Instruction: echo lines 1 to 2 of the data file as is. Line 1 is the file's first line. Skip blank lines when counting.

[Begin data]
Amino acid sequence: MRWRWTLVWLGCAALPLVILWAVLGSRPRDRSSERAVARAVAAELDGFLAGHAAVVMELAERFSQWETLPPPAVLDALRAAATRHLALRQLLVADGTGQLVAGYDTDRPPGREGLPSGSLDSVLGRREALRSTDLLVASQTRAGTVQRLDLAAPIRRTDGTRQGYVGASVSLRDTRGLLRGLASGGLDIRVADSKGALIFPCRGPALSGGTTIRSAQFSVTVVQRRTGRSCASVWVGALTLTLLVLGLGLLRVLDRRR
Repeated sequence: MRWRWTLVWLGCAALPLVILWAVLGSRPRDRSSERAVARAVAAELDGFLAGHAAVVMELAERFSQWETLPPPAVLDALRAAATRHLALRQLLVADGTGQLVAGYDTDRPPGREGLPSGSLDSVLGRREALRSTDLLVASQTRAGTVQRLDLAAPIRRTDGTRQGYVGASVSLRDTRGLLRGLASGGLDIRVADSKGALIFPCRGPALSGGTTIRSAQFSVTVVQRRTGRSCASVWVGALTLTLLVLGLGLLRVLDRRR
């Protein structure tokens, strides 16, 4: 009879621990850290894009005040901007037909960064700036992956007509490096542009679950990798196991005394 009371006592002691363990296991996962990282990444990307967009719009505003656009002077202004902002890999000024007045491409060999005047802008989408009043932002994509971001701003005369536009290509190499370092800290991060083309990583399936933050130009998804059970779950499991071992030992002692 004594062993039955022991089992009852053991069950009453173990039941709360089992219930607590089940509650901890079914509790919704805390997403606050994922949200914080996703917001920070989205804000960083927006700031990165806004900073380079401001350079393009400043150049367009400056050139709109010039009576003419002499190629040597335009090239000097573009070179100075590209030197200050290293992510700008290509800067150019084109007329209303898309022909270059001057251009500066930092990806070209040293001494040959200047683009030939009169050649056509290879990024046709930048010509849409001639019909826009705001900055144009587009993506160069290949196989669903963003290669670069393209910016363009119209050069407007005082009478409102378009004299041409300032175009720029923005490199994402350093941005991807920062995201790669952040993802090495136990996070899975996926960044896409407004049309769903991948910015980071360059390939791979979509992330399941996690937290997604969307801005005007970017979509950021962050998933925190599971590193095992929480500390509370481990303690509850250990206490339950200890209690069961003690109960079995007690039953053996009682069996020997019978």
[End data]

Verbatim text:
Amino acid sequence: MRWRWTLVWLGCAALPLVILWAVLGSRPRDRSSERAVARAVAAELDGFLAGHAAVVMELAERFSQWETLPPPAVLDALRAAATRHLALRQLLVADGTGQLVAGYDTDRPPGREGLPSGSLDSVLGRREALRSTDLLVASQTRAGTVQRLDLAAPIRRTDGTRQGYVGASVSLRDTRGLLRGLASGGLDIRVADSKGALIFPCRGPALSGGTTIRSAQFSVTVVQRRTGRSCASVWVGALTLTLLVLGLGLLRVLDRRR
Repeated sequence: MRWRWTLVWLGCAALPLVILWAVLGSRPRDRSSERAVARAVAAELDGFLAGHAAVVMELAERFSQWETLPPPAVLDALRAAATRHLALRQLLVADGTGQLVAGYDTDRPPGREGLPSGSLDSVLGRREALRSTDLLVASQTRAGTVQRLDLAAPIRRTDGTRQGYVGASVSLRDTRGLLRGLASGGLDIRVADSKGALIFPCRGPALSGGTTIRSAQFSVTVVQRRTGRSCASVWVGALTLTLLVLGLGLLRVLDRRR